Cholesterol levels in U.S. children
improved in the past two decades as makers of cookies, crackers
and French fries responded to public concern that trans fats
used in their products may be harmful to health.
The prevalence of elevated total cholesterol dropped to 8.1
percent for those ages 6 to 19 from 2007 to 2010 compared with
11 percent from 1988 to 1994, according to a study today in the
Journal of the American Medical Association. While no cause
analysis was conducted, lower fat intake and more exercise may
have contributed to the improvement, said Brian Kit, a
researcher at the Centers for Disease Control and Prevention and
the study’s lead author.
The most pivotal contribution may have occurred as food
companies reworked products to reduce or eliminate trans fat,
leading to dietary improvements that didn’t require consumers to
make conscious choices, said Sarah de Ferranti, author of an
editorial accompanying the study. McDonald’s Corp. (MCD), the world’s
largest restaurant chain, and Starbucks Corp. (SBUX) are among
companies that have reduced the use of artificial trans fat,
which is associated with high cholesterol and heart disease.
“There is an increased awareness about the harms in trans
fats, so manufacturers have removed them,” said De Ferranti,
who directs the preventive cardiology clinic at Boston
Children’s Hospital. “It’s a lot harder for us to make the
decision to eat healthy or to exercise.”
While trans fatty acids occur naturally in some meat and
dairy products, most trans fat is found in treated cooking oils
and processed foods. Trans fat is commonly used by foodmakers to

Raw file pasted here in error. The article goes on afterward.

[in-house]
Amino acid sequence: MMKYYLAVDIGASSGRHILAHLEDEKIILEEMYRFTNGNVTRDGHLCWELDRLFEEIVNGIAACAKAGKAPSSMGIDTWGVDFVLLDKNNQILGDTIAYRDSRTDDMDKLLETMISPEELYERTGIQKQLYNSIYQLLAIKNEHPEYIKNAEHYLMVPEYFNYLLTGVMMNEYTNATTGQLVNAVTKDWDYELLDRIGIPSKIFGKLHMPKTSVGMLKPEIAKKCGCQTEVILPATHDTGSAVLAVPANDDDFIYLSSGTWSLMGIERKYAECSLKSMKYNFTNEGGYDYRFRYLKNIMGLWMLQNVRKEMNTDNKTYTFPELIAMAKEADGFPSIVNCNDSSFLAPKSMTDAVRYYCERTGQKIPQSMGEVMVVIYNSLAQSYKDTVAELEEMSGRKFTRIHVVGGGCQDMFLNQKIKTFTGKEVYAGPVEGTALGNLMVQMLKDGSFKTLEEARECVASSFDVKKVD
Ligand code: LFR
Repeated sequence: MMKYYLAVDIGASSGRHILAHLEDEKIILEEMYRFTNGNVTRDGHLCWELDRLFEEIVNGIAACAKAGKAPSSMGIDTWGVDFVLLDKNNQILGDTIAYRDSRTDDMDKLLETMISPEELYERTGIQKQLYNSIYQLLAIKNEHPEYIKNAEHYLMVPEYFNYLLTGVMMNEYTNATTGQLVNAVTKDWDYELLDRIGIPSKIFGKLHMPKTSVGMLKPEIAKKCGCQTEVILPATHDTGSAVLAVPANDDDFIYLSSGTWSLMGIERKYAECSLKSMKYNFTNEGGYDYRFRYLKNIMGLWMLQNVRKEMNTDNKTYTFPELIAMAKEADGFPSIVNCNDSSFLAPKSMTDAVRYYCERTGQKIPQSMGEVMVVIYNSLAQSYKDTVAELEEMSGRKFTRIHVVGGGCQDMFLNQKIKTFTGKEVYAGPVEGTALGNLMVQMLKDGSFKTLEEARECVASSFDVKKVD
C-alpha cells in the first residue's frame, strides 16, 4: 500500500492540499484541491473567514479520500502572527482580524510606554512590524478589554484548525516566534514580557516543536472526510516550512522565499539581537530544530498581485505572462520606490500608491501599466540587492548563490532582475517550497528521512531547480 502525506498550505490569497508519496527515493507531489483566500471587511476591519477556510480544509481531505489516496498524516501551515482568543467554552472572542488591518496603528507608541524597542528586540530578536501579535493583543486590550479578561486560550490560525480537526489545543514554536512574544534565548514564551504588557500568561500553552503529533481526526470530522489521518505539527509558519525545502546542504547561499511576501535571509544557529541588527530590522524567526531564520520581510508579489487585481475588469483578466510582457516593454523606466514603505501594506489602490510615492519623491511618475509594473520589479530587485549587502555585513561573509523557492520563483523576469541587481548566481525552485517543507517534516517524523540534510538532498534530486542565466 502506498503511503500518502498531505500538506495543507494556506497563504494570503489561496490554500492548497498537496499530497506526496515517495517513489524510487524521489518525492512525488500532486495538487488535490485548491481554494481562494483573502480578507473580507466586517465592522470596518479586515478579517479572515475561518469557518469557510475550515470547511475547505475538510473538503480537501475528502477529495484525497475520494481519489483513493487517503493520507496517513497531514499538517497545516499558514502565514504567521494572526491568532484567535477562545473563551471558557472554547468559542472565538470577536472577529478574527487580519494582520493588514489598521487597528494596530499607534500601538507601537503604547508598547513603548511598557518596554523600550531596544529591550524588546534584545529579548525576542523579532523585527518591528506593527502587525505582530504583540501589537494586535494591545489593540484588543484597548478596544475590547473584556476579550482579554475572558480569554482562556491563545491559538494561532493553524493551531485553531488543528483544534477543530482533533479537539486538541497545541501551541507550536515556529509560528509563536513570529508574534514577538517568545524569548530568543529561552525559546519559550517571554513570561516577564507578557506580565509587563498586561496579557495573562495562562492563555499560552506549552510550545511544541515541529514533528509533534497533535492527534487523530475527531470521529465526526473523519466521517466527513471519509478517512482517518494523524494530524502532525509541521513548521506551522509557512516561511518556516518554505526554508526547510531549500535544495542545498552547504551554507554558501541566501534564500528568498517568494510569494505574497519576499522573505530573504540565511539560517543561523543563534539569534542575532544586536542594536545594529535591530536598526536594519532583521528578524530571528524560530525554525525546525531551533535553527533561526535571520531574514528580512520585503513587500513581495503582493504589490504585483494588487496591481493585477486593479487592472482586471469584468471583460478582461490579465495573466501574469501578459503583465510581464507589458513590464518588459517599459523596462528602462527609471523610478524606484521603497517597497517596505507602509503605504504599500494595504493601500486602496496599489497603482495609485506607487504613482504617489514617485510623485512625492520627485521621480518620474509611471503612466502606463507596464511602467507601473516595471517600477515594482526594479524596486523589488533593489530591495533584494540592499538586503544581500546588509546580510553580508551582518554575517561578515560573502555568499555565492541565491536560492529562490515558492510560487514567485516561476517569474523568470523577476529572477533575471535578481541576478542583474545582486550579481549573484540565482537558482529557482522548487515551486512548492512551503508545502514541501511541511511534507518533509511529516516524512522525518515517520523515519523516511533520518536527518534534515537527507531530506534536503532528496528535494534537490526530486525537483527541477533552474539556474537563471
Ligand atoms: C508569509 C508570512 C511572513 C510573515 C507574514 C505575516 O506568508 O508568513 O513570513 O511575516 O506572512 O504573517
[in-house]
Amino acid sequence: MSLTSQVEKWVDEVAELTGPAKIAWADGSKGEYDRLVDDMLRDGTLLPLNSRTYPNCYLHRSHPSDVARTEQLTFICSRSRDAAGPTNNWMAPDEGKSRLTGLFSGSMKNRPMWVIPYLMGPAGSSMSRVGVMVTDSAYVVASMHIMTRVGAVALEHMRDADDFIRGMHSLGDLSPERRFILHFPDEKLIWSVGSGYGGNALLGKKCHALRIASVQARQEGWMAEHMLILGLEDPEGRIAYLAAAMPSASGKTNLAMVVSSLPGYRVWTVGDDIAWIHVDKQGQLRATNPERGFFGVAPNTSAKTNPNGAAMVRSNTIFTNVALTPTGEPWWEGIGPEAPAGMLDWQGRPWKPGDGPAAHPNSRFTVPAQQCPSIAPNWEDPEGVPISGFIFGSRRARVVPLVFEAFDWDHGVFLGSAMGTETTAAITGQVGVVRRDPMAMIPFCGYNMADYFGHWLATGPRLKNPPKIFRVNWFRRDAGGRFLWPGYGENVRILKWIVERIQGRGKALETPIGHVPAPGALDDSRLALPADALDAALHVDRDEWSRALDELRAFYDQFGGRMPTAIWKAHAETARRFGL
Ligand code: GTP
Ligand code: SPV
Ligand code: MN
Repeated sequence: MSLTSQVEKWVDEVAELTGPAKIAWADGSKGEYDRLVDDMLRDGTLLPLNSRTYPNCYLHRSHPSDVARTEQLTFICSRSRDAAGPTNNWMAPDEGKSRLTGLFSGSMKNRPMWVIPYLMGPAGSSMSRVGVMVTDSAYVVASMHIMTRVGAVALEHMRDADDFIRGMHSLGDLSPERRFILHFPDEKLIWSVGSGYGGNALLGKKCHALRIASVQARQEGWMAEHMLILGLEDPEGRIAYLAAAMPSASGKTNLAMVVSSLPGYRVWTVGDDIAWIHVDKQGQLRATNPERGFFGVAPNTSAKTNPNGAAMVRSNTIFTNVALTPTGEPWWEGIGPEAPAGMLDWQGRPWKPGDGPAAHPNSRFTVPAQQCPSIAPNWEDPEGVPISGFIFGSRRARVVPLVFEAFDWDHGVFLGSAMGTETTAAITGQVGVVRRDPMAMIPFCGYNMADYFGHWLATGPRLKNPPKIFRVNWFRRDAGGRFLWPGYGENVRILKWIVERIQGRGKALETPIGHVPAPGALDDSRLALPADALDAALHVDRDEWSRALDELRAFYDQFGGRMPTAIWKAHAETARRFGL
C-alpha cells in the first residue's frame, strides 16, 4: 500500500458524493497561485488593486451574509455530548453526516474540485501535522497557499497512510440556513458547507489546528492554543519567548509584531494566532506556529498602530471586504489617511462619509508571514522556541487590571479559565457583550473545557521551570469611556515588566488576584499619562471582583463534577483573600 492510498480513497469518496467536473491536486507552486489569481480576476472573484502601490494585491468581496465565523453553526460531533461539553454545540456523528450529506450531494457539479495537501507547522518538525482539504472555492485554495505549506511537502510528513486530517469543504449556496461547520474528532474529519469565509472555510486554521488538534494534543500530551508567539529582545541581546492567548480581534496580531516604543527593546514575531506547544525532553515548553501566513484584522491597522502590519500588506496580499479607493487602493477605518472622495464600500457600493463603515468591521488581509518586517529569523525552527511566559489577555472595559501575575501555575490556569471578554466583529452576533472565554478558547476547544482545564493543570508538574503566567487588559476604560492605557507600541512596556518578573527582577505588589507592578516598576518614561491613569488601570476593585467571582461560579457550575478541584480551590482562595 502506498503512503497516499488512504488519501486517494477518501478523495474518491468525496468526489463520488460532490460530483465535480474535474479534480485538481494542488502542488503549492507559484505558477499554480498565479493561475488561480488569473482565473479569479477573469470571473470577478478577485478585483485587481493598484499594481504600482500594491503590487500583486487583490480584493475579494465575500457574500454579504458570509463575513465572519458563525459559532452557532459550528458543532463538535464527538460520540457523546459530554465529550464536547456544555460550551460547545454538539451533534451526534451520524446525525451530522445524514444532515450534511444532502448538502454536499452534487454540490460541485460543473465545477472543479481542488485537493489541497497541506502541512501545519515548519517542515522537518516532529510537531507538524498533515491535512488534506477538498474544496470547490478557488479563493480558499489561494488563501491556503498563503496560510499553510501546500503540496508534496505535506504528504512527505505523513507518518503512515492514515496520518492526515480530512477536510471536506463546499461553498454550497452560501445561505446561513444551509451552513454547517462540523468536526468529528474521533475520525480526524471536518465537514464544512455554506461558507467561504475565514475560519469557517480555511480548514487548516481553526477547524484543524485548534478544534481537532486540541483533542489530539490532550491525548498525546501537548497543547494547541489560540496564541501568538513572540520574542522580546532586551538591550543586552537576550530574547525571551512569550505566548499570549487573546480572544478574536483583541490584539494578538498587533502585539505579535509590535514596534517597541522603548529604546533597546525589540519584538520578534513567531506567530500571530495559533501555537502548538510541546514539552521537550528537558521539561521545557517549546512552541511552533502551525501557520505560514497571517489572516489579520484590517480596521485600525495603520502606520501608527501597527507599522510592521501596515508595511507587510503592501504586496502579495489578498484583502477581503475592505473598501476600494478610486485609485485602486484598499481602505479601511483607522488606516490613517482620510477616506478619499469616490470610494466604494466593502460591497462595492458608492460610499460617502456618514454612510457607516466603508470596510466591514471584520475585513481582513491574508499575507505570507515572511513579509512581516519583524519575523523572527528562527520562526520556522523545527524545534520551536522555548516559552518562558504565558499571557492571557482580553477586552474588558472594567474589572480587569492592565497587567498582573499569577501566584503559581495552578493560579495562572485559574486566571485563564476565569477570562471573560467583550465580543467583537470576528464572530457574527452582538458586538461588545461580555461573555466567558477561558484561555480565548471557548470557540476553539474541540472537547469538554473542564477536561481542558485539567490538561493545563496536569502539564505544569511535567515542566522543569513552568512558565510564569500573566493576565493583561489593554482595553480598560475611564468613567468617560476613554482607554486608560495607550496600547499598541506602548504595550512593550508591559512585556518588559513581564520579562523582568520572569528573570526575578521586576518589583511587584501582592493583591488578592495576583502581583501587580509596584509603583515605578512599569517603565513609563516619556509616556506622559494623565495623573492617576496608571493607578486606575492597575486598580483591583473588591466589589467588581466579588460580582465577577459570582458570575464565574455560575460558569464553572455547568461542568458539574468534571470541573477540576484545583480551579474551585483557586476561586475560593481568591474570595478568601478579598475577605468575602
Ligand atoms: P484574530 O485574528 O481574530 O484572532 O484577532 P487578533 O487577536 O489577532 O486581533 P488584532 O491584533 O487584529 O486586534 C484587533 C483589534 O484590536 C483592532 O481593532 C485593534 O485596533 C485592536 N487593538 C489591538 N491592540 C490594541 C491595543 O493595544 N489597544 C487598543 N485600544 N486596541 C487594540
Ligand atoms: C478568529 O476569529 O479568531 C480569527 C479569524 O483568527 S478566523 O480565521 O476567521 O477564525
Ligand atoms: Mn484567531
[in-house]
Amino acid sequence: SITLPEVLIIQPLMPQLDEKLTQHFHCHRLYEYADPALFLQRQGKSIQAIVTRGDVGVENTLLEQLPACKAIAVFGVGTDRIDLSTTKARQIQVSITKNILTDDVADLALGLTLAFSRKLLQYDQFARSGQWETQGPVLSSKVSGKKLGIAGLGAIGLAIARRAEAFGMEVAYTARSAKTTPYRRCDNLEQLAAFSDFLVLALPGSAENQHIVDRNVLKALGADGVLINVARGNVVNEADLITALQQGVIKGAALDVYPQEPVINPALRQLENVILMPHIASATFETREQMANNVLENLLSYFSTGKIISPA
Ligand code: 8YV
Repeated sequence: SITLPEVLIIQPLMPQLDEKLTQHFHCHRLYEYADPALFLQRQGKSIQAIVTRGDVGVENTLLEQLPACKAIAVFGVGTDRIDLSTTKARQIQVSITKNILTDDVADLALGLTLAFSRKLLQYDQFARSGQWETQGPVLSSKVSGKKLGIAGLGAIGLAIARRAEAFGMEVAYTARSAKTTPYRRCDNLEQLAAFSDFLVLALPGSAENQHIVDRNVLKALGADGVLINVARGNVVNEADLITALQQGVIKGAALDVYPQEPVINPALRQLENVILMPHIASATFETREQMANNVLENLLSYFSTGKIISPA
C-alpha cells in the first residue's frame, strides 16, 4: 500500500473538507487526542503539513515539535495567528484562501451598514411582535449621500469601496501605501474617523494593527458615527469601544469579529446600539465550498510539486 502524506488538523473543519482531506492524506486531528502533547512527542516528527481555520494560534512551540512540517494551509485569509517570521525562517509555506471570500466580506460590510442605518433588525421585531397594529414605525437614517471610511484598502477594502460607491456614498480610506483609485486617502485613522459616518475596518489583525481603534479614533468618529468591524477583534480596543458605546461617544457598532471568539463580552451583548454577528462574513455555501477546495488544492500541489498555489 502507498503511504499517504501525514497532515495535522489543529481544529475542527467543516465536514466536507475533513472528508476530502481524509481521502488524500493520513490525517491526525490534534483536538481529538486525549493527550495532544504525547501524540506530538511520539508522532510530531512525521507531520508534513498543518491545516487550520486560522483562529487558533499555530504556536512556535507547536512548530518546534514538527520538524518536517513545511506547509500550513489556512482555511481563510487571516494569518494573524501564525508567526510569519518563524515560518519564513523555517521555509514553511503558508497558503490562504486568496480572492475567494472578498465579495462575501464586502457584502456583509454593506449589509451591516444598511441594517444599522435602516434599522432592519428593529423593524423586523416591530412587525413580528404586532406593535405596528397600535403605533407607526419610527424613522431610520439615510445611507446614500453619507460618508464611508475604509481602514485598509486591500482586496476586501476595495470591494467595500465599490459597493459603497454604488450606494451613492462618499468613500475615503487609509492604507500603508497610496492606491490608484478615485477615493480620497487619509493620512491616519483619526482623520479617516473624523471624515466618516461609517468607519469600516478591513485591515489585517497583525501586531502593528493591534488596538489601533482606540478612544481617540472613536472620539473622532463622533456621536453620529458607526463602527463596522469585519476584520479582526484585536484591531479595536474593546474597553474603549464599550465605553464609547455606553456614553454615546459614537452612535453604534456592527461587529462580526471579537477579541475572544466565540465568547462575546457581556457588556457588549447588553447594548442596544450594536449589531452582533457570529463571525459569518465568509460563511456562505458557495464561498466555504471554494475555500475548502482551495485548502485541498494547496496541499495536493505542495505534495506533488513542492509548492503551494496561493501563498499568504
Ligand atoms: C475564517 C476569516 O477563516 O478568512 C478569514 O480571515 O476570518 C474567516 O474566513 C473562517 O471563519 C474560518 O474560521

improve shelf life and taste. Eating too much trans fat may
increase the risk of heart disease, according to the U.S. Food
and Drug Administration.
While the cholesterol outcomes are encouraging and may help
curb heart disease and stroke risks, De Ferranti and Kit said
the results must be taken in context. Non-high-density
lipoproteins, which are a predictor of cardiovascular risk, were
elevated in 10 percent of young people in the period ending in
2010, compared with about 14 percent in 1994.
“Despite the overall improvements in blood cholesterol
content, still 1 in 10 children has an elevated blood
cholesterol,” Kit said in a telephone interview. “Continued
monitoring of blood cholesterol in youth will be important,”
Childhood obesity, which is tied to high cholesterol,
climbed 43 percent to reach 18 percent from 1988 to 2010, based
on data from the Atlanta-based CDC. That trend must be addressed
to tackle cholesterol in the long run, De Ferranti said.
“We’re not making very big inroads into obesity, so we may
lose some of the benefits over time,” she said.
The cholesterol study was based on data collected from more
than 16,000 people who participated in the National Health and
Nutrition Examination Survey over three time periods. Further
analysis should be completed to determine if the change is
sustainable, De Ferranti said.
“The next data steps will be important,” she said. “We
will still have to think about screening for cholesterol in
To contact the reporter on this story:
Jeanna Smialek in New York at
To contact the editor responsible for this story:
Reg Gale at